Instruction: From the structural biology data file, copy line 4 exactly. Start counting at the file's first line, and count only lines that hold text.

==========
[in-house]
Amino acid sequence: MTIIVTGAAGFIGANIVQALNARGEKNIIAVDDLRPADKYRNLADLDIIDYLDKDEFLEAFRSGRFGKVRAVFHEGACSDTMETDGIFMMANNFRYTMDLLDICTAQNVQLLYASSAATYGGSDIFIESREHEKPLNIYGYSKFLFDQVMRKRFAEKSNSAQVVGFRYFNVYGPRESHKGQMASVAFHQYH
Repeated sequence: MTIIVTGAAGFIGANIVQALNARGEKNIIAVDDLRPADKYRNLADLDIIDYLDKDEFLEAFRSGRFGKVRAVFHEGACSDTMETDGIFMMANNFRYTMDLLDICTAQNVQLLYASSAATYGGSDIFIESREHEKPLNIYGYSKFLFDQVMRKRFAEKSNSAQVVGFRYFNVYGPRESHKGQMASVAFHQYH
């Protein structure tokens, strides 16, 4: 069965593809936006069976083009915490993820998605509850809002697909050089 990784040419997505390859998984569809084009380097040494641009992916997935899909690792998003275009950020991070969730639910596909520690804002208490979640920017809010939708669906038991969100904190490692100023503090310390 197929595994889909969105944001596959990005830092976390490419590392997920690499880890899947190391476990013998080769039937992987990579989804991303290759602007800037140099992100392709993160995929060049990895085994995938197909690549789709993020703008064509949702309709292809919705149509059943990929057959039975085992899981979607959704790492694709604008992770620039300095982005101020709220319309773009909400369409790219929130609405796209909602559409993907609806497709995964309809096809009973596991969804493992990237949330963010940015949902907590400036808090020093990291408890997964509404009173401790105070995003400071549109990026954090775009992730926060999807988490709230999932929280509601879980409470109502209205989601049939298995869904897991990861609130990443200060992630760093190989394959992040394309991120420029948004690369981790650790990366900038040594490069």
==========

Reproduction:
């Protein structure tokens, strides 16, 4: 069965593809936006069976083009915490993820998605509850809002697909050089 990784040419997505390859998984569809084009380097040494641009992916997935899909690792998003275009950020991070969730639910596909520690804002208490979640920017809010939708669906038991969100904190490692100023503090310390 197929595994889909969105944001596959990005830092976390490419590392997920690499880890899947190391476990013998080769039937992987990579989804991303290759602007800037140099992100392709993160995929060049990895085994995938197909690549789709993020703008064509949702309709292809919705149509059943990929057959039975085992899981979607959704790492694709604008992770620039300095982005101020709220319309773009909400369409790219929130609405796209909602559409993907609806497709995964309809096809009973596991969804493992990237949330963010940015949902907590400036808090020093990291408890997964509404009173401790105070995003400071549109990026954090775009992730926060999807988490709230999932929280509601879980409470109502209205989601049939298995869904897991990861609130990443200060992630760093190989394959992040394309991120420029948004690369981790650790990366900038040594490069």